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Clay Mineralogy and Formation Water Salinities of Upper Wilcox Sediments, Righthand Creek Field, Allen Parish, Louisiana

Maria Pacheco and Jeffrey S. Hanor
Department of Geology and Geophysics, Louisiana State University, Baton Rouge, Louisiana 70803

Formation waters in the Wilcox Formation of the Louisiana and Texas Gulf Coast typically show a freshening downdip as overpressured conditions are encountered. In some instances salinities drop significantly below normal seawater values, even in sediments that were deposited in a marine environment. The origin of these low salinity waters is still conjectural, although meteoric flushing, membrane filtration, and release of water during the smectite to illite transition have been proposed as mechanisms. Understanding the origin of these waters is thus important in understanding the regional paleohydrogeology and diagenetic history of the Wilcox.

Produced waters from upper Wilcox sediments in the Righthand Creek Field in southwestern Louisiana have salinities as low as 9,000 to 10,000 mg/L or approximately 1/3 the salinity of seawater. A study was conducted of the clay mineralogy of sidewall cores over a depth interval from approximately 11,000 to 11,550 feet to determine whether or not there was evidence for the smectite to illite transition having occurred in these sediments. The clay minerals in the sands within this interval are typically dominated by kaolinite and chlorite. The mudstones, in contrast, are dominated by smectite, kaolinite, and illite, and the smectite-illite transition has not yet occurred in these sediments. If the low-salinity waters at Righthand Creek are the products of dehydration, it is unlikely that they have been produced by in situ reactions and are instead waters that have been expelled from underlying and/or downdip, overpressured sediments where the transition is known to have occurred.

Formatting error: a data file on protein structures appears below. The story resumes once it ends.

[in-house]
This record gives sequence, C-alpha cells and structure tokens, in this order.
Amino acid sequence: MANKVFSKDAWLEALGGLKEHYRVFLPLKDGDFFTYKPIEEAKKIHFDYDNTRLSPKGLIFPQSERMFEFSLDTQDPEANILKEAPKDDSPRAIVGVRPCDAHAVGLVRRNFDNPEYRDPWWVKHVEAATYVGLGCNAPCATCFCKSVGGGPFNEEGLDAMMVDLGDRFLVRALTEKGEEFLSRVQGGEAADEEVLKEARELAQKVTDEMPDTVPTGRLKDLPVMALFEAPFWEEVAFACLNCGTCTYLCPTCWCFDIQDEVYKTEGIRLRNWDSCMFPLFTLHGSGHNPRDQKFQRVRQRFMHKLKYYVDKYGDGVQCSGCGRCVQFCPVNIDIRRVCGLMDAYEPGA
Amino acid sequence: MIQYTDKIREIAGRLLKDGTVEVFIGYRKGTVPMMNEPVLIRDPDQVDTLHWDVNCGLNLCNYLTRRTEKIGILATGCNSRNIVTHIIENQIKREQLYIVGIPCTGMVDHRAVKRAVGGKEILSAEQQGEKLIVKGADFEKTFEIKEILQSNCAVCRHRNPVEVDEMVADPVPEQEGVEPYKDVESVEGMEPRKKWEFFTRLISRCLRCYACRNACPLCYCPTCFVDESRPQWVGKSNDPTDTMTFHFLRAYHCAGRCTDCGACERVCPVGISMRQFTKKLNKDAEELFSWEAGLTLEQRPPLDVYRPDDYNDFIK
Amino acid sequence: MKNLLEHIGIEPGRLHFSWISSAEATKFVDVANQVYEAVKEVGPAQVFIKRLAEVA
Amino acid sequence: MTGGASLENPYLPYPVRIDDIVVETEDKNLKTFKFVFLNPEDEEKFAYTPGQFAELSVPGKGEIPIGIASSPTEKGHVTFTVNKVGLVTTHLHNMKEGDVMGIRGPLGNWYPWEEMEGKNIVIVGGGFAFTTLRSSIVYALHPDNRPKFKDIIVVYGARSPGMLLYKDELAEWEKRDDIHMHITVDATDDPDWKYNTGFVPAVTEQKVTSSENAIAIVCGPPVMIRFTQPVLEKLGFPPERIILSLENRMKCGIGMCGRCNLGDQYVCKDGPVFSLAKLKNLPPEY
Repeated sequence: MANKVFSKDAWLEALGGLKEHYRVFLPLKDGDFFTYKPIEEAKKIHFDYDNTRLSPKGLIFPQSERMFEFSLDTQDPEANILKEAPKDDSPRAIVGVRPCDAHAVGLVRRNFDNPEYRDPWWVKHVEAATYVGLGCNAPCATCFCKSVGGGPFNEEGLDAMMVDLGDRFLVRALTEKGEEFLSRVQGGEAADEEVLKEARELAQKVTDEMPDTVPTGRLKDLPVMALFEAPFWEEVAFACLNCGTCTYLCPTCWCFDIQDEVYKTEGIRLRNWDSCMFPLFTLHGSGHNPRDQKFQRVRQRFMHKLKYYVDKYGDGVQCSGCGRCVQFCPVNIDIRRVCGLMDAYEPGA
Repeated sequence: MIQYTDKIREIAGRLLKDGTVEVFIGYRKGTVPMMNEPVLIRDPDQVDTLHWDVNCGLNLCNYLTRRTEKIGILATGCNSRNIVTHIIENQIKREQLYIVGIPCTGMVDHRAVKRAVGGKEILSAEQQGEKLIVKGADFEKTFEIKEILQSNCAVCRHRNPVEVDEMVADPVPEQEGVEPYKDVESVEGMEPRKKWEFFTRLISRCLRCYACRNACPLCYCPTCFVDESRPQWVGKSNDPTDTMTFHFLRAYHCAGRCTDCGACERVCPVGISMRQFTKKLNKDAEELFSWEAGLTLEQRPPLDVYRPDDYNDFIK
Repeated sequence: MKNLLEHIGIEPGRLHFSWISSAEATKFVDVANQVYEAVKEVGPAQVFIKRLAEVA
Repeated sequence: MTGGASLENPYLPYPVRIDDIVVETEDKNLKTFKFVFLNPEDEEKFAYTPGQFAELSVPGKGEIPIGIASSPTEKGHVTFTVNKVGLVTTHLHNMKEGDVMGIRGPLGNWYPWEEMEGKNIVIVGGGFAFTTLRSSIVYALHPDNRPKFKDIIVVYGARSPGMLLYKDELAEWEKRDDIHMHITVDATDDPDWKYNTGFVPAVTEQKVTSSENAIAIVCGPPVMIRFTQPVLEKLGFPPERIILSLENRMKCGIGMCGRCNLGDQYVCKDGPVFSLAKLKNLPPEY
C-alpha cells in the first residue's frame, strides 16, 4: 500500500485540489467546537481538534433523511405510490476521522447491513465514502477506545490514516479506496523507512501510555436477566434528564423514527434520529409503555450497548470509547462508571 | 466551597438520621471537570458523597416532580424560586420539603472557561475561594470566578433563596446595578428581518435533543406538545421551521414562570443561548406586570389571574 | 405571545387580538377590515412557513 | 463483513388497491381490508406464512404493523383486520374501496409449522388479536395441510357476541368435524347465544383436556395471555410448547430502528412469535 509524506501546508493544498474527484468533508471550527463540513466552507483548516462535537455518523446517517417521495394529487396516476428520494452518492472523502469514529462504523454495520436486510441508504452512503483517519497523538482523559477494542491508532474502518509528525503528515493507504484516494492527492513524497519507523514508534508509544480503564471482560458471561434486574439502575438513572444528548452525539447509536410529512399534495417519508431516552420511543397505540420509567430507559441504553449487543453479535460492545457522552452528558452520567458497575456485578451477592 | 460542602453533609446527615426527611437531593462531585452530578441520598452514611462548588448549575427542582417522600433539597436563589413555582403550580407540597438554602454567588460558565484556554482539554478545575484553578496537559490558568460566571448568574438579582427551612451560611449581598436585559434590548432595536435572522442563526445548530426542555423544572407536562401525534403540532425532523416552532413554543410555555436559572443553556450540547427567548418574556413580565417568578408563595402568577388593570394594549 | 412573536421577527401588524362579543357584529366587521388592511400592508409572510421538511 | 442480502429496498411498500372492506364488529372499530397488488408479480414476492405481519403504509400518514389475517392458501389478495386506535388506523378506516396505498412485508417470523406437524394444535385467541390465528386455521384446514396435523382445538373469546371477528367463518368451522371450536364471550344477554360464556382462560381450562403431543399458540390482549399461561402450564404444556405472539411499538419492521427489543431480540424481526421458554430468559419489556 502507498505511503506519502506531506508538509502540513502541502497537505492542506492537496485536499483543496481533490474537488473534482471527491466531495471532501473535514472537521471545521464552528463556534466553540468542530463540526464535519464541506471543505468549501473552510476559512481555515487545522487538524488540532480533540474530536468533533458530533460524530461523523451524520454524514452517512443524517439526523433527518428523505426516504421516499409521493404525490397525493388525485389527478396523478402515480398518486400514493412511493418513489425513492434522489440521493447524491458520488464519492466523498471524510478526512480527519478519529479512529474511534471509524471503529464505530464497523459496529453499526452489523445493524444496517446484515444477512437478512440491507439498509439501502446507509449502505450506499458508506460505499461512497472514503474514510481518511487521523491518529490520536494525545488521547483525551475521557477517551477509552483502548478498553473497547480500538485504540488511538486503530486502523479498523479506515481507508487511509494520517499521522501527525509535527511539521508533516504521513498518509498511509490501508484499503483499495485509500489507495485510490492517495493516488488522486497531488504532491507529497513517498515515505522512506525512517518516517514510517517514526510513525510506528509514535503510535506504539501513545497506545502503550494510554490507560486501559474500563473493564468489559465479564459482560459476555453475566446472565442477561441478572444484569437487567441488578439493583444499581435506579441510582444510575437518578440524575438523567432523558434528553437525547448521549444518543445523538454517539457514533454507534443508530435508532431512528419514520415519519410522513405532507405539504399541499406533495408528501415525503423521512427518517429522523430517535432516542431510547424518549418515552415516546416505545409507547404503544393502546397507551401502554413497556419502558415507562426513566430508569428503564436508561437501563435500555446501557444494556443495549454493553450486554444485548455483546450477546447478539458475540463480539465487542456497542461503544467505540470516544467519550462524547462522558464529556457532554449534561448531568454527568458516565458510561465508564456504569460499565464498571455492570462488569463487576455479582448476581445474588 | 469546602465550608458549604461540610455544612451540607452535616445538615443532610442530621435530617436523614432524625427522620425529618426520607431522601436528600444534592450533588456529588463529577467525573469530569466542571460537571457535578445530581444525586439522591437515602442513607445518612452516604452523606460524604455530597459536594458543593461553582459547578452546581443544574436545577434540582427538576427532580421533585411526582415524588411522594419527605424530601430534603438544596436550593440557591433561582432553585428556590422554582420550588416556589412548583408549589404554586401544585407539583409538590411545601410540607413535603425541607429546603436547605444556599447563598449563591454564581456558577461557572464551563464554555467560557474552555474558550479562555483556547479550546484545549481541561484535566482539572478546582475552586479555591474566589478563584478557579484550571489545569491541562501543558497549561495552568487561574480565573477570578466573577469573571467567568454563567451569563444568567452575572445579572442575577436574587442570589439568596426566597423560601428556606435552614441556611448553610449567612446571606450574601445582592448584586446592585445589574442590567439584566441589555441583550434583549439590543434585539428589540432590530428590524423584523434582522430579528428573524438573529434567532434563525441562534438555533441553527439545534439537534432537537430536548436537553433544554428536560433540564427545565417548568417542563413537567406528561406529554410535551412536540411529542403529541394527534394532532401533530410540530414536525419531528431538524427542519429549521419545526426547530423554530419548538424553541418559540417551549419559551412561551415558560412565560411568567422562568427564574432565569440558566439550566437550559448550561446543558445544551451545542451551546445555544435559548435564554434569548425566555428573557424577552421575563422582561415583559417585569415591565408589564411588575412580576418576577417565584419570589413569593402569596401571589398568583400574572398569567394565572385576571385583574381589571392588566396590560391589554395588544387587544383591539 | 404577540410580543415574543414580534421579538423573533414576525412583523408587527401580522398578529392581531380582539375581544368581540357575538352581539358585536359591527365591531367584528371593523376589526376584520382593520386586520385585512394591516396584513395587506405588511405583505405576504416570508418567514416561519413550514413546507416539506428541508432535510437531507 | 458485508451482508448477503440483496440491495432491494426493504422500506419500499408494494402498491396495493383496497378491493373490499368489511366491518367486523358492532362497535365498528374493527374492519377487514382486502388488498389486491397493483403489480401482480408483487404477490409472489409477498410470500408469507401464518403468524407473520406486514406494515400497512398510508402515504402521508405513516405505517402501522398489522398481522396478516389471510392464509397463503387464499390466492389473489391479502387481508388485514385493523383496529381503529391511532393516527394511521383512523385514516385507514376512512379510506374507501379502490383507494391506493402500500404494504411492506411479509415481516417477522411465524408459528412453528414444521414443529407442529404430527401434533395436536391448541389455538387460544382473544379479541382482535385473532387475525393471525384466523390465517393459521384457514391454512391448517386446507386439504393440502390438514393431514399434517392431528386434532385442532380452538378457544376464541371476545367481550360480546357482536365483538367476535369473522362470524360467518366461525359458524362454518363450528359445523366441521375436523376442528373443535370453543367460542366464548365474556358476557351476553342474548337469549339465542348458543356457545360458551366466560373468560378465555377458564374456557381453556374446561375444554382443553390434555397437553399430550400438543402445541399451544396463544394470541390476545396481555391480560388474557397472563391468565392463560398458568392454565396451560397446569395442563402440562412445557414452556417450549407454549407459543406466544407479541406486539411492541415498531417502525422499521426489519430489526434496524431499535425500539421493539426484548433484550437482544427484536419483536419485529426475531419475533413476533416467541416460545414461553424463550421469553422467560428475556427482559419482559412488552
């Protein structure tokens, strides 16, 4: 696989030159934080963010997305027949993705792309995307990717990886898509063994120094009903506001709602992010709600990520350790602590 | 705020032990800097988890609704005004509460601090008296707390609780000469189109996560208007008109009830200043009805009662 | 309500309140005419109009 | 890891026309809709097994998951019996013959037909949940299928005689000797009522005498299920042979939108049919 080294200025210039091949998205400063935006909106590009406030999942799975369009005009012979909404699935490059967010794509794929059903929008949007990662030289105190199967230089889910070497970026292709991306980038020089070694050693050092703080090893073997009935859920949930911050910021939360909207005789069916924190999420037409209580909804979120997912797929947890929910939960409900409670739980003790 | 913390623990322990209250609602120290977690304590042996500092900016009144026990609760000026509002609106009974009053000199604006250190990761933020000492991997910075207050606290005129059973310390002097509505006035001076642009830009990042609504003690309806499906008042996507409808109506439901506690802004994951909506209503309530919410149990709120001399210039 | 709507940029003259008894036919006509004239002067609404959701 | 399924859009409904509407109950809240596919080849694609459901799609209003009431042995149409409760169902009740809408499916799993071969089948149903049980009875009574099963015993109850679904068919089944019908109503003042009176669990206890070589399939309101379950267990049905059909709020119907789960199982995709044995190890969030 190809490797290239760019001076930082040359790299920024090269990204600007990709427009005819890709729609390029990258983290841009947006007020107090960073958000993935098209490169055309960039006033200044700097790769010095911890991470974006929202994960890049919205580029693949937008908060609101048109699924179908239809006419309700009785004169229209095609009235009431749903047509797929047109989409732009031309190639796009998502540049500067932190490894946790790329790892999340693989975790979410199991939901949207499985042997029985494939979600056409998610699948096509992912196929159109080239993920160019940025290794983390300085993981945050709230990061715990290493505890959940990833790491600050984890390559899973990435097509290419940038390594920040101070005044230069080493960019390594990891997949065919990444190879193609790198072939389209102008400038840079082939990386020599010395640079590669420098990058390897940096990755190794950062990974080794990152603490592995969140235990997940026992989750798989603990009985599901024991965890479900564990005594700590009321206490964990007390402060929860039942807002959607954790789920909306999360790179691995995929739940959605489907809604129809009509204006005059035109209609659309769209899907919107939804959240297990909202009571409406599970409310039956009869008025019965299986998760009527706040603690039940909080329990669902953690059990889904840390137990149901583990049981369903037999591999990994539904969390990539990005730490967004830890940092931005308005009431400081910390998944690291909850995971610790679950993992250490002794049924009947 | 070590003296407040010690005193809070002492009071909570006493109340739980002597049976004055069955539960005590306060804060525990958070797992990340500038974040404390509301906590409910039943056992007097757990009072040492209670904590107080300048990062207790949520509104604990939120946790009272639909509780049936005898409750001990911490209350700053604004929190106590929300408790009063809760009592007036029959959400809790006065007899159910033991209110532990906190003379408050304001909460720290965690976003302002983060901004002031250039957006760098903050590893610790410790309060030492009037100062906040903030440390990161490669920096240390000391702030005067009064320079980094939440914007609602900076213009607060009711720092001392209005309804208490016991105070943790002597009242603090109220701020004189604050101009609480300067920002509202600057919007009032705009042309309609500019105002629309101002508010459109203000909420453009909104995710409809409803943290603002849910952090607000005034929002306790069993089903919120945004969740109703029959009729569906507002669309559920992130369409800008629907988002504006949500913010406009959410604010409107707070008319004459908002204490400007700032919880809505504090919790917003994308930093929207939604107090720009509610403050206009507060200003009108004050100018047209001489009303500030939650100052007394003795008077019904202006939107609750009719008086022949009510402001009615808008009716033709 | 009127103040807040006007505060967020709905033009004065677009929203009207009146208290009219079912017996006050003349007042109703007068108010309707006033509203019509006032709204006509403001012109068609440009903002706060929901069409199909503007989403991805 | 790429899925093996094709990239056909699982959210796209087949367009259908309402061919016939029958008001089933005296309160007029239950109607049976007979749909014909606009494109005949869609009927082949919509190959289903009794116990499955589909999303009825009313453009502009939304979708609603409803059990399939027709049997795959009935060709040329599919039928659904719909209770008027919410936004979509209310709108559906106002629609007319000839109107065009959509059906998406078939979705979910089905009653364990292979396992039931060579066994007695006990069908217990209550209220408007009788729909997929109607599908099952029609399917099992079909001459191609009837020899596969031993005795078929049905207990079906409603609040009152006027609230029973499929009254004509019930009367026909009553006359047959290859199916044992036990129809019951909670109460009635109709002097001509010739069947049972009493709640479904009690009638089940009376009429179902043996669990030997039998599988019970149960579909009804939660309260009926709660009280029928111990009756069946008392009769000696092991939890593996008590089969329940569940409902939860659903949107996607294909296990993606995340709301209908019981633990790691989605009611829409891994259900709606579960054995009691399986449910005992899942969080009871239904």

AAPG Search and Discovery Article #90080©2005 GCAGS 55th Annual Convention, New Orleans, Louisiana